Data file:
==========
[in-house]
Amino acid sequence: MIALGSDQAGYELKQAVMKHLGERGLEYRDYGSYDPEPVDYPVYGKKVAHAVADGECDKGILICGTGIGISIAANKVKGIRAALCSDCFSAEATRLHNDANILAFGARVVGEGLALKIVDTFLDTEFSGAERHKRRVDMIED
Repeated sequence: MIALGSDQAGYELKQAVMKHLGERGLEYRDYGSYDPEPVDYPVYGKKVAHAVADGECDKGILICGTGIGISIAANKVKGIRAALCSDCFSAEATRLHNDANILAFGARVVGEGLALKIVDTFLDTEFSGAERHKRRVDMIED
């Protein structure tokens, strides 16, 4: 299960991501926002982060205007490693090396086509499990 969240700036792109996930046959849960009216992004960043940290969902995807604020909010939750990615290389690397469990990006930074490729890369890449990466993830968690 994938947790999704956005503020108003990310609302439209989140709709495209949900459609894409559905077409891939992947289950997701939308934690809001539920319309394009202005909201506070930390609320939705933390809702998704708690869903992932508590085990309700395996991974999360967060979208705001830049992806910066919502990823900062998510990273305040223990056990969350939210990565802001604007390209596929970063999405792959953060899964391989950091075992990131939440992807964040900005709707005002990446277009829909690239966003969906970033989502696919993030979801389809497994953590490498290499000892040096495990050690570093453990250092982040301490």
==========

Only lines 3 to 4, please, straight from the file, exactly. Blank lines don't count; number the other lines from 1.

Repeated sequence: MIALGSDQAGYELKQAVMKHLGERGLEYRDYGSYDPEPVDYPVYGKKVAHAVADGECDKGILICGTGIGISIAANKVKGIRAALCSDCFSAEATRLHNDANILAFGARVVGEGLALKIVDTFLDTEFSGAERHKRRVDMIED
């Protein structure tokens, strides 16, 4: 299960991501926002982060205007490693090396086509499990 969240700036792109996930046959849960009216992004960043940290969902995807604020909010939750990615290389690397469990990006930074490729890369890449990466993830968690 994938947790999704956005503020108003990310609302439209989140709709495209949900459609894409559905077409891939992947289950997701939308934690809001539920319309394009202005909201506070930390609320939705933390809702998704708690869903992932508590085990309700395996991974999360967060979208705001830049992806910066919502990823900062998510990273305040223990056990969350939210990565802001604007390209596929970063999405792959953060899964391989950091075992990131939440992807964040900005709707005002990446277009829909690239966003969906970033989502696919993030979801389809497994953590490498290499000892040096495990050690570093453990250092982040301490």